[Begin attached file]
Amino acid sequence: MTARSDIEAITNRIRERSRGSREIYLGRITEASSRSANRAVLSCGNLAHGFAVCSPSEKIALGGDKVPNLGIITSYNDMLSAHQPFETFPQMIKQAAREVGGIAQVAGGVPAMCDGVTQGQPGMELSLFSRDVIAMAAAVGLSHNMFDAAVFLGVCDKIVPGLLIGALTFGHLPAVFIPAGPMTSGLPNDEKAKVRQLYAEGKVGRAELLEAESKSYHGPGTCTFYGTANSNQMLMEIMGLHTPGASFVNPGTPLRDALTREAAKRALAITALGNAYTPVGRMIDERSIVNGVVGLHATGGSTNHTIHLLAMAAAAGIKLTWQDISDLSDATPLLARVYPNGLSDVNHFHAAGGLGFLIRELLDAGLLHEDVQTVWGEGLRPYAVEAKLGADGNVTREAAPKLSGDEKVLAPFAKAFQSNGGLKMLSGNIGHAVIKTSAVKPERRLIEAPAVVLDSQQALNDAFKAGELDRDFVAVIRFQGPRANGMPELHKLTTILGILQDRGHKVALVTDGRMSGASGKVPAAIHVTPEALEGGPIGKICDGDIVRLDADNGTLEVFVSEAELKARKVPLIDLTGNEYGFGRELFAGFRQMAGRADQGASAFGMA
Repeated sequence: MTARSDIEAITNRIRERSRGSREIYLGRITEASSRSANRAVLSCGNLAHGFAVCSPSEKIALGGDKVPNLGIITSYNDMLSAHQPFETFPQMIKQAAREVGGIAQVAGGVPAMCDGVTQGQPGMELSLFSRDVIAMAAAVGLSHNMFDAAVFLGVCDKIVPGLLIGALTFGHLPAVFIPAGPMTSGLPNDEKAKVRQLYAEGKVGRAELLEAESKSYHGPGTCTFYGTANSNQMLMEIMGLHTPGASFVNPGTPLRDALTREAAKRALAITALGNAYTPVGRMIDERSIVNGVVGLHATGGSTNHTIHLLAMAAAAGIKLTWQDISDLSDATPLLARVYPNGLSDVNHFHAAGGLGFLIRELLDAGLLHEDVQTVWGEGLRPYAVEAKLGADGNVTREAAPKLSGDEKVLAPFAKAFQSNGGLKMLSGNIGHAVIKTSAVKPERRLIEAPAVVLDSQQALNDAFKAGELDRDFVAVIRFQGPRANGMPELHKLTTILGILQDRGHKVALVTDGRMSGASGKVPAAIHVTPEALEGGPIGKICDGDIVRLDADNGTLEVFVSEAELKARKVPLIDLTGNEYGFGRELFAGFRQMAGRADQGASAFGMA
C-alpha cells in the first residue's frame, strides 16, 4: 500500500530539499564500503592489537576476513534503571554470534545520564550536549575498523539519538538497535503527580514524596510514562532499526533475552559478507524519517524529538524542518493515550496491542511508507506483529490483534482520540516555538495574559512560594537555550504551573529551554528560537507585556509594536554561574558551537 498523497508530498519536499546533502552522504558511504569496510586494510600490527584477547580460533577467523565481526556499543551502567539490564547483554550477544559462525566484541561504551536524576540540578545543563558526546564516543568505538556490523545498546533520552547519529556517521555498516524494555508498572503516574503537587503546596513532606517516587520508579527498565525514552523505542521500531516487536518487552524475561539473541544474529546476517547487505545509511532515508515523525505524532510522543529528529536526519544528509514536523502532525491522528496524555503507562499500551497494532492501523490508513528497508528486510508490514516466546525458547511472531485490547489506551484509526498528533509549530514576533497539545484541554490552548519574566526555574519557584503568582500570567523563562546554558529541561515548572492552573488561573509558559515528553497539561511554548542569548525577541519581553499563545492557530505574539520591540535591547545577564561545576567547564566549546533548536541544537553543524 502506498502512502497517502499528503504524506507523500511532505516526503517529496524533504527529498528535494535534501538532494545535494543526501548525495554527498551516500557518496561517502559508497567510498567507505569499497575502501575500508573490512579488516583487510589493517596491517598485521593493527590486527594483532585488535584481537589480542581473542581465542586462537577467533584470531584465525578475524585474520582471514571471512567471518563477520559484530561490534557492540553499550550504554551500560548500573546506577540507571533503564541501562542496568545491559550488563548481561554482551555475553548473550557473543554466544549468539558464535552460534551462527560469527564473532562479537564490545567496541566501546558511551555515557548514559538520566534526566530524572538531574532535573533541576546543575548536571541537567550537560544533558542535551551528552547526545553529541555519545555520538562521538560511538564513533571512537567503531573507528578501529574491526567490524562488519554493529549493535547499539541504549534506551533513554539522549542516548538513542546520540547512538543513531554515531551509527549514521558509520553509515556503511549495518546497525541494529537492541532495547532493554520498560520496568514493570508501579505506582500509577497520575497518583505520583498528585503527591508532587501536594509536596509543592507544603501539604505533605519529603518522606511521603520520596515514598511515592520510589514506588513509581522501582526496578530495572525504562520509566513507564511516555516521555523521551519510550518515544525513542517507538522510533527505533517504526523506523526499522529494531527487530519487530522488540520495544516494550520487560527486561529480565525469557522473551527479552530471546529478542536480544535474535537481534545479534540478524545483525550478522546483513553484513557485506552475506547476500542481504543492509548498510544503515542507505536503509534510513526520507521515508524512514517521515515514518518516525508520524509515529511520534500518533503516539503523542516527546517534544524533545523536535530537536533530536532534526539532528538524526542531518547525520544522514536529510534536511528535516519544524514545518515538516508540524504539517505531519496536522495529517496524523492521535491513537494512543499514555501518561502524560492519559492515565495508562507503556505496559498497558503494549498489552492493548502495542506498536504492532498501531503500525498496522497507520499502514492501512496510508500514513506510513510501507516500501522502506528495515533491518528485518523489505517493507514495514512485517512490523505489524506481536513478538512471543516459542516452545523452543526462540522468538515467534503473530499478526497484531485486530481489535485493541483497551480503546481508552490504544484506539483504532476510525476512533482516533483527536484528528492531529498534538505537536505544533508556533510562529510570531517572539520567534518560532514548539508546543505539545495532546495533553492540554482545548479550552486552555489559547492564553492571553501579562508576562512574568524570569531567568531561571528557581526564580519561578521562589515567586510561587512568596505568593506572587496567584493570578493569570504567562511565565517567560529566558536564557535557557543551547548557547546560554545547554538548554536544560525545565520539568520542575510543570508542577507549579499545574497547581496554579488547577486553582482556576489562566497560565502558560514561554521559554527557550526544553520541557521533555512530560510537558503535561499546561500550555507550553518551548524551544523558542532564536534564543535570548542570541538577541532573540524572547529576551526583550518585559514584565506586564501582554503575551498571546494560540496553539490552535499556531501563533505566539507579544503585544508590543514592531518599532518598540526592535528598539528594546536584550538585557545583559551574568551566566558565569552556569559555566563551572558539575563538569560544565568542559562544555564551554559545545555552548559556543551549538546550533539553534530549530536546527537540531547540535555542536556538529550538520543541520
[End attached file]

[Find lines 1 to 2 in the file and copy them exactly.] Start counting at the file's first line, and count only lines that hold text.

Amino acid sequence: MTARSDIEAITNRIRERSRGSREIYLGRITEASSRSANRAVLSCGNLAHGFAVCSPSEKIALGGDKVPNLGIITSYNDMLSAHQPFETFPQMIKQAAREVGGIAQVAGGVPAMCDGVTQGQPGMELSLFSRDVIAMAAAVGLSHNMFDAAVFLGVCDKIVPGLLIGALTFGHLPAVFIPAGPMTSGLPNDEKAKVRQLYAEGKVGRAELLEAESKSYHGPGTCTFYGTANSNQMLMEIMGLHTPGASFVNPGTPLRDALTREAAKRALAITALGNAYTPVGRMIDERSIVNGVVGLHATGGSTNHTIHLLAMAAAAGIKLTWQDISDLSDATPLLARVYPNGLSDVNHFHAAGGLGFLIRELLDAGLLHEDVQTVWGEGLRPYAVEAKLGADGNVTREAAPKLSGDEKVLAPFAKAFQSNGGLKMLSGNIGHAVIKTSAVKPERRLIEAPAVVLDSQQALNDAFKAGELDRDFVAVIRFQGPRANGMPELHKLTTILGILQDRGHKVALVTDGRMSGASGKVPAAIHVTPEALEGGPIGKICDGDIVRLDADNGTLEVFVSEAELKARKVPLIDLTGNEYGFGRELFAGFRQMAGRADQGASAFGMA
Repeated sequence: MTARSDIEAITNRIRERSRGSREIYLGRITEASSRSANRAVLSCGNLAHGFAVCSPSEKIALGGDKVPNLGIITSYNDMLSAHQPFETFPQMIKQAAREVGGIAQVAGGVPAMCDGVTQGQPGMELSLFSRDVIAMAAAVGLSHNMFDAAVFLGVCDKIVPGLLIGALTFGHLPAVFIPAGPMTSGLPNDEKAKVRQLYAEGKVGRAELLEAESKSYHGPGTCTFYGTANSNQMLMEIMGLHTPGASFVNPGTPLRDALTREAAKRALAITALGNAYTPVGRMIDERSIVNGVVGLHATGGSTNHTIHLLAMAAAAGIKLTWQDISDLSDATPLLARVYPNGLSDVNHFHAAGGLGFLIRELLDAGLLHEDVQTVWGEGLRPYAVEAKLGADGNVTREAAPKLSGDEKVLAPFAKAFQSNGGLKMLSGNIGHAVIKTSAVKPERRLIEAPAVVLDSQQALNDAFKAGELDRDFVAVIRFQGPRANGMPELHKLTTILGILQDRGHKVALVTDGRMSGASGKVPAAIHVTPEALEGGPIGKICDGDIVRLDADNGTLEVFVSEAELKARKVPLIDLTGNEYGFGRELFAGFRQMAGRADQGASAFGMA